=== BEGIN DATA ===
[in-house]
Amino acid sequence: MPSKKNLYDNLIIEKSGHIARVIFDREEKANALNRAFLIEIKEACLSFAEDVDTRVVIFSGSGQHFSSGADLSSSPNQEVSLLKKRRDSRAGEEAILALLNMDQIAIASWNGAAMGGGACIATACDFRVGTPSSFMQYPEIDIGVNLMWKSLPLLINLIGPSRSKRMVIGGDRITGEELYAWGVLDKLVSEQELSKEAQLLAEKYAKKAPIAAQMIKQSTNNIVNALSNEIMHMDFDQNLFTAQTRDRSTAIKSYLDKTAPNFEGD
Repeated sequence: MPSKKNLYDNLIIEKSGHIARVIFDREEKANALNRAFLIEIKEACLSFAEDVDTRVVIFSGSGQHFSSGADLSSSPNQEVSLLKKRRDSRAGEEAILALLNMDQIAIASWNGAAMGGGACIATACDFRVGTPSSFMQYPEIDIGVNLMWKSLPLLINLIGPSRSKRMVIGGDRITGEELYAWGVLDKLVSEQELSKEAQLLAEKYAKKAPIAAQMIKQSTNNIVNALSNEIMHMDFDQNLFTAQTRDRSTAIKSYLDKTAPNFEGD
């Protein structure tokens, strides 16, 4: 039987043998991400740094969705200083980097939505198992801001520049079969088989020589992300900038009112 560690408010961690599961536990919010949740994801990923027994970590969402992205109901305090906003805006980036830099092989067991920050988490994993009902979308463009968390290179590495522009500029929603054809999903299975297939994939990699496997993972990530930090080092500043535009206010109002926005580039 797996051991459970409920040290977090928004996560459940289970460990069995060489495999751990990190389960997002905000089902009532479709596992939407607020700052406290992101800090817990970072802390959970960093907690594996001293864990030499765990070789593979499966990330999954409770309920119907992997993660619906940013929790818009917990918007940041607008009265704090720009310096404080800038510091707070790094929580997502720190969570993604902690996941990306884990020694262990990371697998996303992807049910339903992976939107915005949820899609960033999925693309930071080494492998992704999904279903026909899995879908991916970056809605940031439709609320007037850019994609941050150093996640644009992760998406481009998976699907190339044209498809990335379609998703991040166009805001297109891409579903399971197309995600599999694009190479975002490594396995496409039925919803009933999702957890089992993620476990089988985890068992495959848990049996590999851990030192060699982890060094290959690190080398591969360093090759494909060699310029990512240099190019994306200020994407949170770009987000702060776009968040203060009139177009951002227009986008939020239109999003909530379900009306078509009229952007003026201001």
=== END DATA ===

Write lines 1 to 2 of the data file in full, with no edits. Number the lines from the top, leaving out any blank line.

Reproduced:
[in-house]
Amino acid sequence: MPSKKNLYDNLIIEKSGHIARVIFDREEKANALNRAFLIEIKEACLSFAEDVDTRVVIFSGSGQHFSSGADLSSSPNQEVSLLKKRRDSRAGEEAILALLNMDQIAIASWNGAAMGGGACIATACDFRVGTPSSFMQYPEIDIGVNLMWKSLPLLINLIGPSRSKRMVIGGDRITGEELYAWGVLDKLVSEQELSKEAQLLAEKYAKKAPIAAQMIKQSTNNIVNALSNEIMHMDFDQNLFTAQTRDRSTAIKSYLDKTAPNFEGD